The segment is here. That is indeed what Ms. Caldwell says. Is it true? Does she care if it's true?

Rep. Green's Impeachment Resolution

Which is worse, a statement that is at best intemperate and at worst intolerant or a governmental act that violates the Constitution? I would think the latter is far worse, and quite obviously so.

CNN has the text of Rep. Al Green's impeachment resolution here, making the remarkable claim that the President's recent controversial tweet is an impeachable offense.

News Scan

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Philly DA Wants to Void Death Penalty:  The District Attorney of Philadelphia has petitioned the state supreme court to hold the state's death penalty unconstitutional.  Julie Shaw of the Philadelphia Inquirer reports that Larry Krasner, a former defense attorney elected in 2017, has filed a brief in a capital case before the state's highest court, arguing that the justices should utilize the King's Bench power to strike down the death penalty law due to systemic problems.  At a press conference Krasner, joined by defense attorneys and anti death penalty legislators, told reporters that the state's death penalty is racially biased, arbitrary and discriminates against the poor.  The Pennsylvania Attorney General responded that the problems Krasner attributes to the state's death penalty law are matters of policy which should be addressed by the legislature, not the courts.  It should be noted that Krasner was elected with over $1.4 million in contributions from liberal hedge-fund billionaire George Soros.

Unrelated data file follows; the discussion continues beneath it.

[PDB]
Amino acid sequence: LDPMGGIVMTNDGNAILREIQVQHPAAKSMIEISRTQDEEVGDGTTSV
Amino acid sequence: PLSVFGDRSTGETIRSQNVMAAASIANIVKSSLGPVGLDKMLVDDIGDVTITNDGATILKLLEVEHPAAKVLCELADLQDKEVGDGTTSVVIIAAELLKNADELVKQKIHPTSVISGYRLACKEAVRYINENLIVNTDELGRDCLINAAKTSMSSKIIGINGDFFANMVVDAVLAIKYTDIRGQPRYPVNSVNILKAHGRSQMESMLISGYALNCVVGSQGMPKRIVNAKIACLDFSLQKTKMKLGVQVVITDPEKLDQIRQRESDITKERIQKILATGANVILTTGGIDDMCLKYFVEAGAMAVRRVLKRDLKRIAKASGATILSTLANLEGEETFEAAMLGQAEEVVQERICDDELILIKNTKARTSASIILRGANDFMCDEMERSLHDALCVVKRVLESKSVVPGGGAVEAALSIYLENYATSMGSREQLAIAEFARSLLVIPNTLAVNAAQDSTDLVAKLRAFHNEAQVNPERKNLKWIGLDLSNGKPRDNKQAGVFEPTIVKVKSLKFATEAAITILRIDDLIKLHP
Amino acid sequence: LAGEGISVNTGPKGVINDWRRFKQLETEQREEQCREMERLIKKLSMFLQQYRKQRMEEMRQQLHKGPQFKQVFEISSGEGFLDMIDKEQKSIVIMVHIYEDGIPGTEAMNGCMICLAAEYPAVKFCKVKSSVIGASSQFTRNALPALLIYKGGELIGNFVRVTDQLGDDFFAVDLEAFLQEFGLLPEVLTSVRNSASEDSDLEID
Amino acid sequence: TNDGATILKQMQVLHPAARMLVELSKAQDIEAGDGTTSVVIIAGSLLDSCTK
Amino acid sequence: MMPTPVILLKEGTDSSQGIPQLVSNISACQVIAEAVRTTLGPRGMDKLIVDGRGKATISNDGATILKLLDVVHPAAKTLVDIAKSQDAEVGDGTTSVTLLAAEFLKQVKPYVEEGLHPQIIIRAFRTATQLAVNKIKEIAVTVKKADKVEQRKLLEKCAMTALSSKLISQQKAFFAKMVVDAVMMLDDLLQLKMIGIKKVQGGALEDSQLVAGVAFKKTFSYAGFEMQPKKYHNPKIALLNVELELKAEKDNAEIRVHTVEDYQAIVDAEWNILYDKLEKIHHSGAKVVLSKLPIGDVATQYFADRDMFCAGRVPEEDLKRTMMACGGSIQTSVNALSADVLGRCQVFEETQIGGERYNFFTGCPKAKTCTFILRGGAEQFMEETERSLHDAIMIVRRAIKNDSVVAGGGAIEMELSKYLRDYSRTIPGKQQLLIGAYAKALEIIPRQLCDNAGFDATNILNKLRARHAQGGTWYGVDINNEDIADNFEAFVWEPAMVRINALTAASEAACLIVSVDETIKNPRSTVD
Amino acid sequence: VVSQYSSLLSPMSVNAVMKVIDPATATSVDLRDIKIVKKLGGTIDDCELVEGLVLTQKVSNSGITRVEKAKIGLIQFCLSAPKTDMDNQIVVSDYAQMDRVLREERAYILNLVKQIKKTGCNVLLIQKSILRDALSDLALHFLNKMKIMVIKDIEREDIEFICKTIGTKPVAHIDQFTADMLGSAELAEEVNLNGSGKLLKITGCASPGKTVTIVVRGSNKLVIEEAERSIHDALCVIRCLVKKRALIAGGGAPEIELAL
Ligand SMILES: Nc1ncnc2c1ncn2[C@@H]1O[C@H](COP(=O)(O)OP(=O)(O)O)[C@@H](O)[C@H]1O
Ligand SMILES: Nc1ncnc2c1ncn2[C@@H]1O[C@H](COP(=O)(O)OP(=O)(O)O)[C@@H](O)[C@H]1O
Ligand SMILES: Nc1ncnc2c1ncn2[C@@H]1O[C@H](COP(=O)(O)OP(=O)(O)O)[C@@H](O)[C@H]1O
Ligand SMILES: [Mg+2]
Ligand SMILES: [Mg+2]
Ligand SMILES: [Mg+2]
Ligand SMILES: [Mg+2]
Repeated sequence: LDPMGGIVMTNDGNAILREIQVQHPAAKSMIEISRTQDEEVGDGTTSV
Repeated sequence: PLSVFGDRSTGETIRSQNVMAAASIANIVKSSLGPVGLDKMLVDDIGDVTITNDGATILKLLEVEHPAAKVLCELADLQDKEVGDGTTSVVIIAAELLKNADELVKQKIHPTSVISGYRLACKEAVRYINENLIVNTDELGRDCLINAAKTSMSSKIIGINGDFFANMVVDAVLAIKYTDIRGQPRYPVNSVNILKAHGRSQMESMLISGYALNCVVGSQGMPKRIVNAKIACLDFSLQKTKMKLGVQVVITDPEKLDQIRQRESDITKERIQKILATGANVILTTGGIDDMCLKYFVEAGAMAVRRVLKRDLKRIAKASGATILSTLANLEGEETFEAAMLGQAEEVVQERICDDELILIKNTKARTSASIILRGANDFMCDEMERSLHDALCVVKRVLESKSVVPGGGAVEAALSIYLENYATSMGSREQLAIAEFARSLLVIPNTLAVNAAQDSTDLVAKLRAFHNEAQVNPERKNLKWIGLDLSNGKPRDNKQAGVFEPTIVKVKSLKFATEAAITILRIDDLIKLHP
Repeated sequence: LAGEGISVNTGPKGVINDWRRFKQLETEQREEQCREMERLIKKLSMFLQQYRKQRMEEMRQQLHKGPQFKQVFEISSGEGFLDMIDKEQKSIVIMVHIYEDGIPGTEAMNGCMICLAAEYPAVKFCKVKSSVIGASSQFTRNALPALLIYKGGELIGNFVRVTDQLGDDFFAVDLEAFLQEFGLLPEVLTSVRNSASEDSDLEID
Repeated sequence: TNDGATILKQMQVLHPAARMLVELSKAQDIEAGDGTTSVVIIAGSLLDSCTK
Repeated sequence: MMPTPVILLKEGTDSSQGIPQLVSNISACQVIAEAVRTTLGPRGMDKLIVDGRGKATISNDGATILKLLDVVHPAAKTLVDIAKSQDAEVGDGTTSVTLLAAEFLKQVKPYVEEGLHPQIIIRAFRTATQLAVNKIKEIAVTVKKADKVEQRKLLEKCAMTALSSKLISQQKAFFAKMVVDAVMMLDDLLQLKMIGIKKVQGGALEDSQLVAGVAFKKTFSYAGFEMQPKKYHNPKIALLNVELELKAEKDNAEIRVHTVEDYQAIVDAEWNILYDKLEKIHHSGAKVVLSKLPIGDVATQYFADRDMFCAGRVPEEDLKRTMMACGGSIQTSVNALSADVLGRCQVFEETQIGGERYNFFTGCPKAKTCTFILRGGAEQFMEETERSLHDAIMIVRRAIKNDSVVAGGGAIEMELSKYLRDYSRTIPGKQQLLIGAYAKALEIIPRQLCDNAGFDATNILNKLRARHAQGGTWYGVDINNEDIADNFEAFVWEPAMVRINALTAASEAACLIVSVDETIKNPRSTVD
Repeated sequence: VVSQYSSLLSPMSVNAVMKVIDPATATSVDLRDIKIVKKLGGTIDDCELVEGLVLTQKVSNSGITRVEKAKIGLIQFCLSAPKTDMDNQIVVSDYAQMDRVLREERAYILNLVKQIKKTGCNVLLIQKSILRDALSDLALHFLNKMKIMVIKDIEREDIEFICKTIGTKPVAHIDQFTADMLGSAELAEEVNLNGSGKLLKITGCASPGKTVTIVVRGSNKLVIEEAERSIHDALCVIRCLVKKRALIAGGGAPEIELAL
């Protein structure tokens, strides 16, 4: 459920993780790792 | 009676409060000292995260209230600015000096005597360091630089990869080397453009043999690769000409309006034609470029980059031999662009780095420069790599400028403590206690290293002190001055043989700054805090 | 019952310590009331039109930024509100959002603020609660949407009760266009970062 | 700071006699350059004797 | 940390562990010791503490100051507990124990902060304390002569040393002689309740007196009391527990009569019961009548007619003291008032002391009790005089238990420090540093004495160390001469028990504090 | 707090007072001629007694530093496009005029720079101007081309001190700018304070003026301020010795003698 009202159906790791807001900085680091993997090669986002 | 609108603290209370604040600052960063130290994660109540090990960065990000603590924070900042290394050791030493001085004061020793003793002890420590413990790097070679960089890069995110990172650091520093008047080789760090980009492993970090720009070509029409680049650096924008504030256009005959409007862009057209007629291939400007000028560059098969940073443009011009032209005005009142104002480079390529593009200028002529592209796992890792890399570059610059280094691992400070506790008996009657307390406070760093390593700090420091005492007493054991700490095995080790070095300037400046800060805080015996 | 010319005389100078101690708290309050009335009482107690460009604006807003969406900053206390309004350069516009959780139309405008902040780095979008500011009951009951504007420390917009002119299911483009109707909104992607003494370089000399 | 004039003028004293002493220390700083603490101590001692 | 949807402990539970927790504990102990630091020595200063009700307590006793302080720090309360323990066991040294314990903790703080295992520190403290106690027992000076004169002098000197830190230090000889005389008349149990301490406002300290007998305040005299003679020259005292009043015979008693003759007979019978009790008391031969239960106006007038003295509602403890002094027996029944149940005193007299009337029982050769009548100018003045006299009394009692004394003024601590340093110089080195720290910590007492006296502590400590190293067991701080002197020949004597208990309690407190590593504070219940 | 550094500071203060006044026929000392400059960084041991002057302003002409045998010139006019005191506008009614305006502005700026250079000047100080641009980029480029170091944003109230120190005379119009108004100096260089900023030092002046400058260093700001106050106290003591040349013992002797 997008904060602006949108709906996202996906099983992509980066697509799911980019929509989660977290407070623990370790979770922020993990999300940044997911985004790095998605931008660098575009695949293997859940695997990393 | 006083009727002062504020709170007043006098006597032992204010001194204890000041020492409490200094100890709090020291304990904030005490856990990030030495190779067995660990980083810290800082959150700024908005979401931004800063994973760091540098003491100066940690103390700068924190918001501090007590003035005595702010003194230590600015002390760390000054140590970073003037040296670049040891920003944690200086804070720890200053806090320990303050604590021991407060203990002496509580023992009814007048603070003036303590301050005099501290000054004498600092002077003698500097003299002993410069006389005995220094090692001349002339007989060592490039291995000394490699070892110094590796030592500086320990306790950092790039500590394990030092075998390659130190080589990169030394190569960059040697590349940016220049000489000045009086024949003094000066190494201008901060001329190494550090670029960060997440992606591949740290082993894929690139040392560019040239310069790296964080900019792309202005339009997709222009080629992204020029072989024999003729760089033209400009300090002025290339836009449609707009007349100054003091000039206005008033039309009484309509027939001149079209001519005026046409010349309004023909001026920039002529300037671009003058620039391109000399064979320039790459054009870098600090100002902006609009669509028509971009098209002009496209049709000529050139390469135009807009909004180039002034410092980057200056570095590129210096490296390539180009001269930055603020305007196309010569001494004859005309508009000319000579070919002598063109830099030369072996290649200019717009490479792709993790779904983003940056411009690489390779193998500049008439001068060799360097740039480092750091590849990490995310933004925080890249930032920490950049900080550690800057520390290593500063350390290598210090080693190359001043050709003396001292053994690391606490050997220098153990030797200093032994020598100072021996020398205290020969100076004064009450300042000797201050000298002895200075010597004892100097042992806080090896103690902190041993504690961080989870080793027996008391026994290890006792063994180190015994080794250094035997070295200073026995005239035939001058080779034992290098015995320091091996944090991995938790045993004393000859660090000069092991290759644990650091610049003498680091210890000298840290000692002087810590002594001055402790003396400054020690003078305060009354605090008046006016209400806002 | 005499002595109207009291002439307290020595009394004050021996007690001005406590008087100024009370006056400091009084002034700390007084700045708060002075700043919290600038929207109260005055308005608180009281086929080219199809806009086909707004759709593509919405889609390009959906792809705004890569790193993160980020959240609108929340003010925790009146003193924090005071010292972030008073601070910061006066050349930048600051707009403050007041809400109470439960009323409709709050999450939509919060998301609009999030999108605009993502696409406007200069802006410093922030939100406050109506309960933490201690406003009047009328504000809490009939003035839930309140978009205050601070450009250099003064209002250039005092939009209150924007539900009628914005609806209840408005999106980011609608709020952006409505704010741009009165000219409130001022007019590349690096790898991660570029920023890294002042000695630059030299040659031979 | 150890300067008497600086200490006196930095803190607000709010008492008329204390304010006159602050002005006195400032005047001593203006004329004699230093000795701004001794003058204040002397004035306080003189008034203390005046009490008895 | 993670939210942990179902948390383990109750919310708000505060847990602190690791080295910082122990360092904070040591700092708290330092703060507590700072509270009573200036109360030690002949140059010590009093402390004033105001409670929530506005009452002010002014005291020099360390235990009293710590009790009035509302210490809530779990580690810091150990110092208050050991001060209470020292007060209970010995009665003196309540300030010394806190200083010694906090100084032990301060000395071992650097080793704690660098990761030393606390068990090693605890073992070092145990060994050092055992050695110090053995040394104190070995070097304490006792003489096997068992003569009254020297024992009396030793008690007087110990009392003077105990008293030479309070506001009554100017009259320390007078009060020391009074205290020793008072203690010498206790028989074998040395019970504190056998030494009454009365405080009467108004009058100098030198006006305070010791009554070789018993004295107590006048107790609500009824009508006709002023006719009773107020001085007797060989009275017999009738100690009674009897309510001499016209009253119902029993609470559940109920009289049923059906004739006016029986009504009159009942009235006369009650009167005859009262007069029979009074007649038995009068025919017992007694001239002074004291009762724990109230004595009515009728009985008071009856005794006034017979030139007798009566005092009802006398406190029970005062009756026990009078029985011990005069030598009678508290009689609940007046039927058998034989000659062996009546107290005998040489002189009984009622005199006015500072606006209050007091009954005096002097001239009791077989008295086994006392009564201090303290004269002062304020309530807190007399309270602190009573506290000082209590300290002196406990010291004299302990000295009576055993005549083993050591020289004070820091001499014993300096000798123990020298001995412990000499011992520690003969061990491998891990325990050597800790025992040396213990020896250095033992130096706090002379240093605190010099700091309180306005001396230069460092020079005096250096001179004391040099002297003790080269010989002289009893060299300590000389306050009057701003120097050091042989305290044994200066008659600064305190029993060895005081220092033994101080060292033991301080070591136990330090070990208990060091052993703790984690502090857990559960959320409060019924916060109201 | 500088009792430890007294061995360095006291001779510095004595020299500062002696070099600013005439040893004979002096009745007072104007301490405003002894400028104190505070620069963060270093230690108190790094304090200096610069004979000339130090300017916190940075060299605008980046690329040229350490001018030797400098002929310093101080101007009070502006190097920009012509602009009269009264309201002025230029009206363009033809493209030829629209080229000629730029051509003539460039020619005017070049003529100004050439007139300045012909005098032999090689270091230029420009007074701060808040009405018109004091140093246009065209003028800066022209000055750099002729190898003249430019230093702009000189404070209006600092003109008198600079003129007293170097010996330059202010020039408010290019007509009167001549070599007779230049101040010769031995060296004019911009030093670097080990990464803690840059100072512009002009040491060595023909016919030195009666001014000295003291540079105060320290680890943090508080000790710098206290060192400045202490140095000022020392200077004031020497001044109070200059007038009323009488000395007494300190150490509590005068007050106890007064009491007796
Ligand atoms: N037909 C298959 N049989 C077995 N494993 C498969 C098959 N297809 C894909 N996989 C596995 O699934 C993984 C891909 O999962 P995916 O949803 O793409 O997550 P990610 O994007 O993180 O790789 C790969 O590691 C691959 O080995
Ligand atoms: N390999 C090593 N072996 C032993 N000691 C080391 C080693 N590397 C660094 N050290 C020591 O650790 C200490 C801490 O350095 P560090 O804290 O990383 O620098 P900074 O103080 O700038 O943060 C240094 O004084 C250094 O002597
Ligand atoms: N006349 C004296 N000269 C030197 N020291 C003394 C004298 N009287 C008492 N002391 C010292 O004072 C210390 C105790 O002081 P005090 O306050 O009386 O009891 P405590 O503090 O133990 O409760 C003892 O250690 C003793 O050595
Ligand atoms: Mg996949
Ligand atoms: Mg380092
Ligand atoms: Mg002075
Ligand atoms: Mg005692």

"El Chapo" Gets Life:  Notorious drug kingpin Joaquin "El Chapo" Guzman was sentenced to life in prison by a federal judge in New York today as reported by Nicole Hong and Acacia Coronado of the Wall Street Journal.  The former head of the largest drug cartel in the world was convicted last February of multiple charges including murder and drug trafficking.  At sentencing he told the court that he was denied a fair trial and that the U.S. is "no different than any other corrupt country."  He will probably be sent to the federal "supermax" prison in Colorado, home to the nation's most dangerous federal criminals.  Hasta la vista baby.    

The Relation of Insanity to Crime

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Here is something interesting I stumbled upon today:

     I approach the discussion of this subject with considerable distrust of my own power of dealing with it satisfactorily, as it cannot be treated fully without a degree of medical knowledge to which I have no pretensions. Moreover, the subject has excited a controversy between the medical and the legal professions in which many things have been said which would, I think, have been better unsaid.